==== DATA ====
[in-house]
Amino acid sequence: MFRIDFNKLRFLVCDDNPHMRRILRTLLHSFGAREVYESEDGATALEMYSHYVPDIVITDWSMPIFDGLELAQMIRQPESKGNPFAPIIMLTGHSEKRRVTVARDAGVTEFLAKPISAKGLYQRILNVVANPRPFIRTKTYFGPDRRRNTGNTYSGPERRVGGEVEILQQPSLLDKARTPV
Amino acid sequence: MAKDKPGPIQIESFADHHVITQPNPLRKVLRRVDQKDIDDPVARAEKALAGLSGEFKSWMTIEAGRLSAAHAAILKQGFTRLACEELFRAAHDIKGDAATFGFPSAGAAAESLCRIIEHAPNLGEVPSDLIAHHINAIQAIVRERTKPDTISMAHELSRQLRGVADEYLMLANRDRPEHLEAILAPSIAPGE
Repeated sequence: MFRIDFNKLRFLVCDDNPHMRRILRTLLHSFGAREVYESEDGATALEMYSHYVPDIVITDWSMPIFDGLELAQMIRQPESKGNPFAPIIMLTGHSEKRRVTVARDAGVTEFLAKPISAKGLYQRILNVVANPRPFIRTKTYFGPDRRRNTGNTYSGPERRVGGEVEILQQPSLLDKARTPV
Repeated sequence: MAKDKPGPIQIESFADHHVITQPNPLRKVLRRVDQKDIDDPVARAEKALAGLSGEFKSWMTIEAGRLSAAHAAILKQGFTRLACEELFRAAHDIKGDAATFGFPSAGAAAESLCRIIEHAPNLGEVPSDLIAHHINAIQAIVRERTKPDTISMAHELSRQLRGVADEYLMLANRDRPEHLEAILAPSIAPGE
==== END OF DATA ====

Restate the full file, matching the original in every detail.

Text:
[in-house]
Amino acid sequence: MFRIDFNKLRFLVCDDNPHMRRILRTLLHSFGAREVYESEDGATALEMYSHYVPDIVITDWSMPIFDGLELAQMIRQPESKGNPFAPIIMLTGHSEKRRVTVARDAGVTEFLAKPISAKGLYQRILNVVANPRPFIRTKTYFGPDRRRNTGNTYSGPERRVGGEVEILQQPSLLDKARTPV
Amino acid sequence: MAKDKPGPIQIESFADHHVITQPNPLRKVLRRVDQKDIDDPVARAEKALAGLSGEFKSWMTIEAGRLSAAHAAILKQGFTRLACEELFRAAHDIKGDAATFGFPSAGAAAESLCRIIEHAPNLGEVPSDLIAHHINAIQAIVRERTKPDTISMAHELSRQLRGVADEYLMLANRDRPEHLEAILAPSIAPGE
Repeated sequence: MFRIDFNKLRFLVCDDNPHMRRILRTLLHSFGAREVYESEDGATALEMYSHYVPDIVITDWSMPIFDGLELAQMIRQPESKGNPFAPIIMLTGHSEKRRVTVARDAGVTEFLAKPISAKGLYQRILNVVANPRPFIRTKTYFGPDRRRNTGNTYSGPERRVGGEVEILQQPSLLDKARTPV
Repeated sequence: MAKDKPGPIQIESFADHHVITQPNPLRKVLRRVDQKDIDDPVARAEKALAGLSGEFKSWMTIEAGRLSAAHAAILKQGFTRLACEELFRAAHDIKGDAATFGFPSAGAAAESLCRIIEHAPNLGEVPSDLIAHHINAIQAIVRERTKPDTISMAHELSRQLRGVADEYLMLANRDRPEHLEAILAPSIAPGE